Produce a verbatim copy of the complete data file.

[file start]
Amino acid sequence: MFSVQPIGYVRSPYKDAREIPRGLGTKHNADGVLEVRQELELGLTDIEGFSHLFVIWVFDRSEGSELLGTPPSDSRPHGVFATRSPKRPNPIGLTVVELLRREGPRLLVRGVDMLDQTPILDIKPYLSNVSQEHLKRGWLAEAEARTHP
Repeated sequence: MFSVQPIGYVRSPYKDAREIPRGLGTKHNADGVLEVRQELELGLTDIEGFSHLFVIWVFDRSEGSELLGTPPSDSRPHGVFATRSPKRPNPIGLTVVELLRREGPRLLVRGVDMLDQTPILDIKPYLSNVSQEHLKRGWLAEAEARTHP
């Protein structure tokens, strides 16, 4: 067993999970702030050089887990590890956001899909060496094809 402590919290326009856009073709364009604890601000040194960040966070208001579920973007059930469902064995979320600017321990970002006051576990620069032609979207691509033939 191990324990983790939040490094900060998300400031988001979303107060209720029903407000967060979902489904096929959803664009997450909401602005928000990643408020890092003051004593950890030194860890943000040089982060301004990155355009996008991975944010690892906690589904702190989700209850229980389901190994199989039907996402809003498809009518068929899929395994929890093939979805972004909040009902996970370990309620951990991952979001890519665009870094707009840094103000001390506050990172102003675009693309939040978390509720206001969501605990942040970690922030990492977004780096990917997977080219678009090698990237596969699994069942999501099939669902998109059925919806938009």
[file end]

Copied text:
Amino acid sequence: MFSVQPIGYVRSPYKDAREIPRGLGTKHNADGVLEVRQELELGLTDIEGFSHLFVIWVFDRSEGSELLGTPPSDSRPHGVFATRSPKRPNPIGLTVVELLRREGPRLLVRGVDMLDQTPILDIKPYLSNVSQEHLKRGWLAEAEARTHP
Repeated sequence: MFSVQPIGYVRSPYKDAREIPRGLGTKHNADGVLEVRQELELGLTDIEGFSHLFVIWVFDRSEGSELLGTPPSDSRPHGVFATRSPKRPNPIGLTVVELLRREGPRLLVRGVDMLDQTPILDIKPYLSNVSQEHLKRGWLAEAEARTHP
């Protein structure tokens, strides 16, 4: 067993999970702030050089887990590890956001899909060496094809 402590919290326009856009073709364009604890601000040194960040966070208001579920973007059930469902064995979320600017321990970002006051576990620069032609979207691509033939 191990324990983790939040490094900060998300400031988001979303107060209720029903407000967060979902489904096929959803664009997450909401602005928000990643408020890092003051004593950890030194860890943000040089982060301004990155355009996008991975944010690892906690589904702190989700209850229980389901190994199989039907996402809003498809009518068929899929395994929890093939979805972004909040009902996970370990309620951990991952979001890519665009870094707009840094103000001390506050990172102003675009693309939040978390509720206001969501605990942040970690922030990492977004780096990917997977080219678009090698990237596969699994069942999501099939669902998109059925919806938009």